|Name: _________________________||Period: ___________________|
This test consists of 15 multiple choice questions and 5 short answer questions.
Multiple Choice Questions
1. Why do the author's two Englishmen travel to Arabia?
(a) To smoke tobacco.
(b) To purchase horses.
(c) To visit Mecca.
(d) To discuss philosophy.
2. What does the author say the young man's attitude toward ethics is?
(a) The author says the young man is not ordinarily disdainful of ethics.
(b) The author says the young man finds ethics amusing.
(c) The author says the young man finds ethics fascinating.
(d) The author says the young man despises ethics.
3. What does Either/Or represent?
(a) The capital of Denmark.
(b) Choice in human life.
(c) An album of music.
(d) Marital fidelity.
4. What does the author say is another way to articulate the importance of living aesthetically?
(a) One must marry well.
(b) One must enjoy life.
(c) One must find the truth.
(d) One must destroy life.
5. What does the author say concerns the young man?
(a) His parents.
(c) Serious questions of philosophy.
6. What phrase does the young man fling about according to the author?
(a) "Too many cooks spoil the broth."
(b) "A bird in the hand is worth two in the bush."
(c) "It takes one to know one."
(d) "It is not the given that is great, but the acquired."
7. What capacity of the soul does the author say is missing in the young man?
(a) Memory of his life.
8. What does the author find sad in the contemplating of human life?
(a) That most people never learn the joy of a beautiful marriage.
(b) That most people go on about their lives as it they will never die.
(c) That most people never learn the value of a dollar.
(d) That most people live out their lives in a quiet lostness.
9. What concept does the author of the letter introduce at the beginning of this section?
(a) The concept of Either/Or.
(b) The concept of bilocation.
(c) The concept of moral accountability.
(d) The concept of relativity.
10. What does the author say it is easy to do?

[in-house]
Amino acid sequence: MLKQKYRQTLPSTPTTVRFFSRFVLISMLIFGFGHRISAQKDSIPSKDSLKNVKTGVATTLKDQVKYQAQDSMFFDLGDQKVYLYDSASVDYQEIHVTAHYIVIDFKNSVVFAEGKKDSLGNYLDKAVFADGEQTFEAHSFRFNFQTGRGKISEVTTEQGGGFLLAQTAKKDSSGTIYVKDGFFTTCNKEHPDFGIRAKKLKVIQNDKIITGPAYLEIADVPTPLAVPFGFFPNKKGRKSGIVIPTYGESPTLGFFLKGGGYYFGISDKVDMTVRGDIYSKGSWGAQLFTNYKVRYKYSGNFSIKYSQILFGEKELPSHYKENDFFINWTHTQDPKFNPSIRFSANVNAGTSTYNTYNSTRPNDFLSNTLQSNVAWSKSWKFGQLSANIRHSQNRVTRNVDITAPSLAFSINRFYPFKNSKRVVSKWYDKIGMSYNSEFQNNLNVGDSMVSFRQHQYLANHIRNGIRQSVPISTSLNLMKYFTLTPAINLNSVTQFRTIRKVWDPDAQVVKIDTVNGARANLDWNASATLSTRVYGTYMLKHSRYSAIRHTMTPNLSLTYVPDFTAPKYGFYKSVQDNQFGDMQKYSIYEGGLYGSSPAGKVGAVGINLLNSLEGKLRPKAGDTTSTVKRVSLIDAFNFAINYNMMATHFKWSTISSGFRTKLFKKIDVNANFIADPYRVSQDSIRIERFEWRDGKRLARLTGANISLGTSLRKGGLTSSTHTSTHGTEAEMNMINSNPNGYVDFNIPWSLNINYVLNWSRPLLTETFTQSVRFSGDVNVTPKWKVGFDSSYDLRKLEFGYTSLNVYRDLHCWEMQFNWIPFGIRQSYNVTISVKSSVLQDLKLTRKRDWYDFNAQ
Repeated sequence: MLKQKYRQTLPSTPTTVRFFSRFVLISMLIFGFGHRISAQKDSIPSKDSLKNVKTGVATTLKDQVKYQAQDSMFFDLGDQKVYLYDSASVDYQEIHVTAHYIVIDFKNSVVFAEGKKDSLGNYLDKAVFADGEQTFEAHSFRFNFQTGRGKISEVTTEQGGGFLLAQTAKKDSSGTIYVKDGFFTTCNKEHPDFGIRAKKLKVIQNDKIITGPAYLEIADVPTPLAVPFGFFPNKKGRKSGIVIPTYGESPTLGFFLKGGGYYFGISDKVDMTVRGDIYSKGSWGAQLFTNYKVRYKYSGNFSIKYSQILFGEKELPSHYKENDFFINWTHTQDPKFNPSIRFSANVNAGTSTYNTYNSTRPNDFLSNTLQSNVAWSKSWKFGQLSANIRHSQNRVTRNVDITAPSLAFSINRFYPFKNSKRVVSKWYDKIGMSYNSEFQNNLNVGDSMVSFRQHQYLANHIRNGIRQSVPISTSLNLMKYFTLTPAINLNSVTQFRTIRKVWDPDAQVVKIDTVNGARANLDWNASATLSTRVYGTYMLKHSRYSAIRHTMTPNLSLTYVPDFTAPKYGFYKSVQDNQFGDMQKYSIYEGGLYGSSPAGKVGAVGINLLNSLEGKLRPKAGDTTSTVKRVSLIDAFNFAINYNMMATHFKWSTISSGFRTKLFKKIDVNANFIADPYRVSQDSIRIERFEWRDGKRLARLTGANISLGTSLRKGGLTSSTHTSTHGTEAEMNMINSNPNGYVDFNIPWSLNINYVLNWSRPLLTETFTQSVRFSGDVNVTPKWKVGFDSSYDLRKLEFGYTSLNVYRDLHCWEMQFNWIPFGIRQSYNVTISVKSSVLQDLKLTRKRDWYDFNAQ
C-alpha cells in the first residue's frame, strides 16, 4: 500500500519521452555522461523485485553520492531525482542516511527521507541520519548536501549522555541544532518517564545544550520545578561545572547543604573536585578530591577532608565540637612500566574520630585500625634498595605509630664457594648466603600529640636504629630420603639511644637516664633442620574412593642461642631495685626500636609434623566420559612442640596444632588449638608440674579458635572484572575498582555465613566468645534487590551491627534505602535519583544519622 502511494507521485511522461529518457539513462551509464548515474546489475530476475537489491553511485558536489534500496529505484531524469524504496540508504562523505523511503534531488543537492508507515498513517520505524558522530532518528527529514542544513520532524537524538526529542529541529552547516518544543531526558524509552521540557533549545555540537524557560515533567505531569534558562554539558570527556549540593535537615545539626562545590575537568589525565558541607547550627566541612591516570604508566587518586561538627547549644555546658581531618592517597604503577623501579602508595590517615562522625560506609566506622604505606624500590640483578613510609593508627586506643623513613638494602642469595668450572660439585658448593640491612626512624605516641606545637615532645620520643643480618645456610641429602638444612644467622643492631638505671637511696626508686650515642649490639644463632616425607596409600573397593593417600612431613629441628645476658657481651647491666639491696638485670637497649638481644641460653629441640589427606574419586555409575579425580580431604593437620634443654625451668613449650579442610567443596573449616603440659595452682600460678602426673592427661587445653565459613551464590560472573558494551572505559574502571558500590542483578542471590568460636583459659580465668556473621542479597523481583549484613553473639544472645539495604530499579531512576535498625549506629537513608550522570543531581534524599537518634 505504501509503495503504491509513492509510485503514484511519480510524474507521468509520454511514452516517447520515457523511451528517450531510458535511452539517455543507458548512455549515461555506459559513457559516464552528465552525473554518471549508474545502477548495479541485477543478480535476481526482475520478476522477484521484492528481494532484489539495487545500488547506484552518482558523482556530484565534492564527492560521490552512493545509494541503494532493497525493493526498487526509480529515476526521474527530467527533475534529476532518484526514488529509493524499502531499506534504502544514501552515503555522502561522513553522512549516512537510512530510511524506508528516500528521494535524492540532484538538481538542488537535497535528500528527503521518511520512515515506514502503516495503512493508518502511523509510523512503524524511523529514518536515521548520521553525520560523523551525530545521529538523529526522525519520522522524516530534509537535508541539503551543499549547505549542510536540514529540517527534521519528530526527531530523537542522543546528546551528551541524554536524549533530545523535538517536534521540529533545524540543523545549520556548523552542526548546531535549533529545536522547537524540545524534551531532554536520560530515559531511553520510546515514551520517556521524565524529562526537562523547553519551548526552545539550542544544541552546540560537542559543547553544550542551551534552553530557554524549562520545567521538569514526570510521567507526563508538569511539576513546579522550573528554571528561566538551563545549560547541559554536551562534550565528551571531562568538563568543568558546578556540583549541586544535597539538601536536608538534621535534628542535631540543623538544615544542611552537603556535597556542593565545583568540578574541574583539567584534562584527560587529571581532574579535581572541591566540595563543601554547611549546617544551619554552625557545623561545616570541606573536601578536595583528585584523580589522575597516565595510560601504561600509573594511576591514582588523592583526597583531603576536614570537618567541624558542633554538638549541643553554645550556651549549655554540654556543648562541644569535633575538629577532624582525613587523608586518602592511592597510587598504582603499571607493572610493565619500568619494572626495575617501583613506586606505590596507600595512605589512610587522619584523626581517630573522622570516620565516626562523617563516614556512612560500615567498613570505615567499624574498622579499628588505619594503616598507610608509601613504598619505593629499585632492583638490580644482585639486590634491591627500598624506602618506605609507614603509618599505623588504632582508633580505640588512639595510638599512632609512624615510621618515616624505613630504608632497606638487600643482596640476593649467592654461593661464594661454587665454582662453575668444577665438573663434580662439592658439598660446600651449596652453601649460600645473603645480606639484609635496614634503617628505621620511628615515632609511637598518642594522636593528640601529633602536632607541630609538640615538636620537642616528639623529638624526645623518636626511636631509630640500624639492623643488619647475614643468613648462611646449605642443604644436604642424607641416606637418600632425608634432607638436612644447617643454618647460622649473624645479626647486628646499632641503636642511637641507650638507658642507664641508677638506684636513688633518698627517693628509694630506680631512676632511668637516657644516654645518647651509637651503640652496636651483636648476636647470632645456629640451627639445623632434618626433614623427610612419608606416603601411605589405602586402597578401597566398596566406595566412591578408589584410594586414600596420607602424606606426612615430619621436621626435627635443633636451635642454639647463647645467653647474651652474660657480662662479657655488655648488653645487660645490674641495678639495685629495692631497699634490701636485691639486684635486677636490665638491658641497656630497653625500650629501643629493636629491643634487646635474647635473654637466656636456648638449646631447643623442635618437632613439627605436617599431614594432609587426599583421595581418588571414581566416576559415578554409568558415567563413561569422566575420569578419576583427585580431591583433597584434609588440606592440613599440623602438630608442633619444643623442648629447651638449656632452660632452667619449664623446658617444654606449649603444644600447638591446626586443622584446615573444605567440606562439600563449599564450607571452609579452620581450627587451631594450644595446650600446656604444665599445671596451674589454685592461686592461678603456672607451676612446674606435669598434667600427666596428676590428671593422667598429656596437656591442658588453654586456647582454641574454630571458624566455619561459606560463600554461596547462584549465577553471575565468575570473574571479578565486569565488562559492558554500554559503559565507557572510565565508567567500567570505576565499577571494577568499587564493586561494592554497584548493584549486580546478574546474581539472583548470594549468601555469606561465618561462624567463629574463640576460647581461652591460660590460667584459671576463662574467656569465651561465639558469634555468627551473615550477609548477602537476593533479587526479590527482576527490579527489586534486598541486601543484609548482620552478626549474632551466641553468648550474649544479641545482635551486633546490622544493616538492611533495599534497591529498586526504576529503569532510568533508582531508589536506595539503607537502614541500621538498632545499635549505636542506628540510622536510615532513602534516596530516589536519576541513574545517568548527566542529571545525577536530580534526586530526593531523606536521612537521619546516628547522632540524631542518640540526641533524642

(a) Have a happy marriage.
(b) Deceive oneself.
(d) Walk a hundred miles.
11. To what do doubt and despair belong according to the author?
(a) The same family.
(b) The souls of young women.
(c) Completely different spheres.
(d) The hearts of young men.
12. The author says he would rather have a murder on his conscience than what?
(a) To have spurned a girls love.
(b) To have eaten the last piece of cake.
(c) To have stolen an erotic glance at a beautiful woman.
(d) To have lied about his age.
13. About what emperor does the author go on at length?
(b) Julius Caesar.
(d) Augustus Caesar.
14. To what does he assert he sacrifices his life?
(a) To his wife.
(b) All of these.
(c) To his children.
(d) To his work.
15. What does the author say an aesthetic representation requires?
(a) Lots of laughter.
(b) A beautiful picture frame.
(c) Lots of money.
(d) Concentration on the moment.
Short Answer Questions
1. What does the author accuse the young man of having become?
2. What does the author write is on the other side of the aesthetic?
3. Why must a captain of a ship make swift decisions about direction changes?
4. How does the concept the author mentions act on him?
5. What kind of energy does the author say a dying person has?
This section contains 602 words
(approx. 3 pages at 300 words per page)